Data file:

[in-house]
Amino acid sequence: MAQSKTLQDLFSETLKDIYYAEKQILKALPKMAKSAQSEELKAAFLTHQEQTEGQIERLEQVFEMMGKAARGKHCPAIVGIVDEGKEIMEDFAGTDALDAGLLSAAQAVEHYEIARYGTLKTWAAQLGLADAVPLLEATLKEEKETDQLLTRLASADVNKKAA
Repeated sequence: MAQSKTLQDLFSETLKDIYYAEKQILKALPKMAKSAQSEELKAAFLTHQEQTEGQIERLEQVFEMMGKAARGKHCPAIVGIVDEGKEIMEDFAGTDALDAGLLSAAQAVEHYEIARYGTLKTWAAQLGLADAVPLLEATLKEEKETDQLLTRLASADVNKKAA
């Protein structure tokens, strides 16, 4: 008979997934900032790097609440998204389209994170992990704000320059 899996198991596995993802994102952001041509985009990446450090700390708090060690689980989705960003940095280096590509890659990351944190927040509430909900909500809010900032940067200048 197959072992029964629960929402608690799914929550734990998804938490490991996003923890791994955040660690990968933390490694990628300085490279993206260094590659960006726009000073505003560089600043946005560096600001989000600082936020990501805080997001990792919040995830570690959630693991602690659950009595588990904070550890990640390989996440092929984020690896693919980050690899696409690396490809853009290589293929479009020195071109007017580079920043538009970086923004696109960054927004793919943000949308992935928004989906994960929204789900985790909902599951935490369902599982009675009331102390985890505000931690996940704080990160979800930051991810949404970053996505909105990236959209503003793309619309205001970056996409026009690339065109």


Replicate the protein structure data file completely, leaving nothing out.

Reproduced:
[in-house]
Amino acid sequence: MAQSKTLQDLFSETLKDIYYAEKQILKALPKMAKSAQSEELKAAFLTHQEQTEGQIERLEQVFEMMGKAARGKHCPAIVGIVDEGKEIMEDFAGTDALDAGLLSAAQAVEHYEIARYGTLKTWAAQLGLADAVPLLEATLKEEKETDQLLTRLASADVNKKAA
Repeated sequence: MAQSKTLQDLFSETLKDIYYAEKQILKALPKMAKSAQSEELKAAFLTHQEQTEGQIERLEQVFEMMGKAARGKHCPAIVGIVDEGKEIMEDFAGTDALDAGLLSAAQAVEHYEIARYGTLKTWAAQLGLADAVPLLEATLKEEKETDQLLTRLASADVNKKAA
């Protein structure tokens, strides 16, 4: 008979997934900032790097609440998204389209994170992990704000320059 899996198991596995993802994102952001041509985009990446450090700390708090060690689980989705960003940095280096590509890659990351944190927040509430909900909500809010900032940067200048 197959072992029964629960929402608690799914929550734990998804938490490991996003923890791994955040660690990968933390490694990628300085490279993206260094590659960006726009000073505003560089600043946005560096600001989000600082936020990501805080997001990792919040995830570690959630693991602690659950009595588990904070550890990640390989996440092929984020690896693919980050690899696409690396490809853009290589293929479009020195071109007017580079920043538009970086923004696109960054927004793919943000949308992935928004989906994960929204789900985790909902599951935490369902599982009675009331102390985890505000931690996940704080990160979800930051991810949404970053996505909105990236959209503003793309619309205001970056996409026009690339065109």